Tingley First Christian Church
Al Rusk, Pastor
10:00 a.m., Church school. Mar-
garet Hull, Superintendent.
11:00 a.m., Worship.

First Lutheran Church
Mount Ayr - LCMS
Vacancy Pastor: Rev. Jonathan Watt
Sunday, August 4:
8:00 a.m., Worship with holy
communion..
Free Methodist Church
Charles Weiman, Pastor
10:00 a.m., Sunday school.
11:00 a.m., Worship service.
7:00 p.m., Evening worship.
Wednesday, Family Night Prayer
meeting; F.M.Y., C.L.C., 7 p.m.
Kellerton Assembly of God
Church
Pastor Barton Shields
9:30 a.m., Sunday School.
10:30 a.m., Worship service.
6:00 p.m., Sunday evening wor-
ship.
Wednesday, 7:00 p.m., Adult Bible
study.
Blockton Christian Church
Scott Marcum, Pastor
9:30 a.m., Bible School.
10:45 a.m., Worship.
Second and fourth Sundays of each
month, Youth Groups.
First Wednesday of each month,
Church Night.
Tent Chapel
Church of Christ
Richard Reinhardt, Minister
(3 miles south of Blockton, Iowa)
Bible study, 10:00 a.m.
Morning worship, 11:00 a.m.
Watch “In Search of the Lord’s
Way” - 7 a.m., Sunday on Ch. 17;
KDSM Dish 259, 6:30 a.m. or Direct
TV 364, 6:30 a.m.
Sundays, 6:30 p.m., evening ser-
vices.
Wednesdays, 7:00 p.m., Bible
study.
Regular Baptist Church
Mount Ayr
464-3293 (Church)
Pastor Seth Denney
9:45 a.m., Sunday School.
11:00 a.m., Morning worship
service. Nursery available.
6:30 p.m., Evening service.
Wednesday, 6:30-8 p.m., AWANA;
7 p.m., Midweek Bible study and
prayer. 7 p.m., Youth service.
Hickory Grove
Advent Christian Church
Sherry Wiley, supply pastor
11:00 a.m., Worship service.

Mount Ayr Assembly of God
Pastor Doug Rohrer
(515-783-7712)
See our facebook page
8:15 - 8:45 a.m., Prayer
9:00 a.m., Sunday school for all
ages.
10:00 a.m., Fellowship.
10:30 a.m., Worship service. Nursery
available. Children’s church.
5:00 p.m. Men of Valor
First Saturday each month, 8 - 11
a.m., Open Closet.
Thursdays: Revolution Youth - Sum-
mer Break.
Wednesdays: Kids Club - Summer
break.

Kellerton
United Methodist Church
Rev. Robin Thomas, Pastor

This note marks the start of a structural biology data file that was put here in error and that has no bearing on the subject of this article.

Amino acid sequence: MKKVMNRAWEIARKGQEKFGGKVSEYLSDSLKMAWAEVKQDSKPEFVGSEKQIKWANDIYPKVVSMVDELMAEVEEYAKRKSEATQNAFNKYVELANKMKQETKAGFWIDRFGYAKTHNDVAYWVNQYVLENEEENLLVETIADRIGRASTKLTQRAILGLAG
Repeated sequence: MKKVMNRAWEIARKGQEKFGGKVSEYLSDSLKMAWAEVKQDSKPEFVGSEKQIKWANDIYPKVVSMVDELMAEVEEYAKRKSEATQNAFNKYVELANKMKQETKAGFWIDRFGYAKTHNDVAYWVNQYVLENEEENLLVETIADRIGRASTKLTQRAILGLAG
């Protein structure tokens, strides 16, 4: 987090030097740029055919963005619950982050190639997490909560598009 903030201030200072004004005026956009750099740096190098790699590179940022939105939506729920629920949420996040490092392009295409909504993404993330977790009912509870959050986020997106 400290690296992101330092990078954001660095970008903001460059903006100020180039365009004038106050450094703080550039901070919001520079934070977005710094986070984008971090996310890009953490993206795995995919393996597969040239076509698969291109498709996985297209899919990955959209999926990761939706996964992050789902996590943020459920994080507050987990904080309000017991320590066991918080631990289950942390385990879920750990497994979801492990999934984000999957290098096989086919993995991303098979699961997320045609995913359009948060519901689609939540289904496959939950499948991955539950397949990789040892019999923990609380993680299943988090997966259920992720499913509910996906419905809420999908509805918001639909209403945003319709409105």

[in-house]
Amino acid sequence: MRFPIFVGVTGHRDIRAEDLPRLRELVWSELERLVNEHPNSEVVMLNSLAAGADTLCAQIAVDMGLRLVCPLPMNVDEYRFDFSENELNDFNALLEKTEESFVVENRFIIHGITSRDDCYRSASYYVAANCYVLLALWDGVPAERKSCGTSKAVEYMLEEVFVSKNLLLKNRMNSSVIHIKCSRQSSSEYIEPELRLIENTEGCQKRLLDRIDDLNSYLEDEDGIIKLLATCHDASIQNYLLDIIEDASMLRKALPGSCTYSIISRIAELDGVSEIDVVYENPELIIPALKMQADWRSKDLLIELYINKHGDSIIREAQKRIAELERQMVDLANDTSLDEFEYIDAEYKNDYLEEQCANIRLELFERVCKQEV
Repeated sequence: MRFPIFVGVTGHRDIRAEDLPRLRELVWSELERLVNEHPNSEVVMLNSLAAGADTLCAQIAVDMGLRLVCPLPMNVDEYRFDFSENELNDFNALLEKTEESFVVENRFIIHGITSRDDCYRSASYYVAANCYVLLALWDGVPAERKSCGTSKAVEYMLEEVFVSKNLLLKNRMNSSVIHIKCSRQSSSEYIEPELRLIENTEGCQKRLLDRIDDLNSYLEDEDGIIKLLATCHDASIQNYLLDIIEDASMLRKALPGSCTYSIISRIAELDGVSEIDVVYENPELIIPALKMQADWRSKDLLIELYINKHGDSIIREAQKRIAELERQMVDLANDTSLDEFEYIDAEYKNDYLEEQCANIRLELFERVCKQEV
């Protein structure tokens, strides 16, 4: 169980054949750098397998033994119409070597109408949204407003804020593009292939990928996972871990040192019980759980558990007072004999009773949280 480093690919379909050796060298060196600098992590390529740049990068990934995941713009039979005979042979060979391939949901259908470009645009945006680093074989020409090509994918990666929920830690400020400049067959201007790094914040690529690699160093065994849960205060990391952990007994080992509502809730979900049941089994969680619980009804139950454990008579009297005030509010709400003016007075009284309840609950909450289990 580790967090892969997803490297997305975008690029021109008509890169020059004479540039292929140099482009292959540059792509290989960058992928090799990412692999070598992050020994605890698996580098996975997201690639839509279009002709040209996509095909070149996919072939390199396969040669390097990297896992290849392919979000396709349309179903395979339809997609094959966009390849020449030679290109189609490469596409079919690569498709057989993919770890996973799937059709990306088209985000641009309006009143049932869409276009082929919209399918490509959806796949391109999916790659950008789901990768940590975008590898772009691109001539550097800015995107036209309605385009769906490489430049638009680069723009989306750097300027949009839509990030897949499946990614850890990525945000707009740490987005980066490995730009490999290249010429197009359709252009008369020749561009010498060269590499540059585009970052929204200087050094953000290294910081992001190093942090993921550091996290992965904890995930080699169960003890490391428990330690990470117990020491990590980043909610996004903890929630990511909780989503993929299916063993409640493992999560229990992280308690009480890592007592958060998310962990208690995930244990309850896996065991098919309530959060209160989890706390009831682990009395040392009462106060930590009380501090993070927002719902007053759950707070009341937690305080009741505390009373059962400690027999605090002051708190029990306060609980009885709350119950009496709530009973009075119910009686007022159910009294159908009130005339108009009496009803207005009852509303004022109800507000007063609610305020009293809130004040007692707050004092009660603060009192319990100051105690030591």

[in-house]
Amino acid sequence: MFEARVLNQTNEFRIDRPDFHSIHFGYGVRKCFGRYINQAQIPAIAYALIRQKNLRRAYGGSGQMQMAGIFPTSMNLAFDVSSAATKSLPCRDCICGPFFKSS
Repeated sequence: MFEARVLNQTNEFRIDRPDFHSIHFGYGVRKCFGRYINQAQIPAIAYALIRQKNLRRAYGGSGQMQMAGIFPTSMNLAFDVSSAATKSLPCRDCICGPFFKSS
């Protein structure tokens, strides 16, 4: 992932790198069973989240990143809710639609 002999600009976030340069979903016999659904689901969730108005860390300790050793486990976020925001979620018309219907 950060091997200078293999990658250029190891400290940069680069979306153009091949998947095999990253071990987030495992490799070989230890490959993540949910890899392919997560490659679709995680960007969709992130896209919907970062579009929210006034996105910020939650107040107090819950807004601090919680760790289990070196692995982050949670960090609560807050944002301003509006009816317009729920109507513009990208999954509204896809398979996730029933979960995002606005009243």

9:30 a.m., Sunday School
10:30 a.m., Worship.
Beaconsfield
United Methodist Church
Rev. Robin Thomas, Pastor
Sunday, 9:00 a.m., Morning Wor-
ship.
No Sunday School.
First Christian Church
Pastor Chris Conklin
Sunday, August 4:
9:00 a.m., Sunday school.
10:00 a.m., Church.
5-7:00 p.m., Terri Chafa benefit.
Monday, August 5:
3-6:00 p.m., School supplies give-
away.
Wednesday, August 7:
9:30 a.m., CWF.
Thursday Prayer group at 9:30
a.m.
United Baptist-Presbyterian
Church
2343 State Highway 169
Mount Ayr
Michael Maddy, Pastor
(641-464-2127)
www.ubpchurch.com
Sunday, August 4:
9:00 a.m., Sunday school.
10:00 a.m., Church service.
Greeter, Dean Blades; Call to worship,
Deb Larson; Musician, Nancy Sackett;
Drums: Lew Knapp; Children’s sermon,
Nicole Swank; Nursery, Pat Meester;
Message, intern Megan Sherwood;
Children’s sermon, Pastor Mike Maddy;
Snacks, Suzi Schaefer.
Monday, August 5:
5:00 p.m., Stretch exercises.
Tuesday, August 6:
7:00 a.m., Men’s breakfast-UBP
Church.
Wednesday, August 7:
5:00 p.m., Stretch exercises-UBP
Church.
No choir practice during summer.
7:00 p.m., Bible study at Maple
Ridge.

Platte Center Presbyterian Church
Delores Dench, Pastor
9:15 a.m., Sunday school.
10:00 a.m., Fellowship.
10:30 a.m., Worship.

Bank of Christ Outreach and Hope
Center
2nd & Ringgold, Kellerton
Saturday, July 27:
6:00 p.m., Praise and worship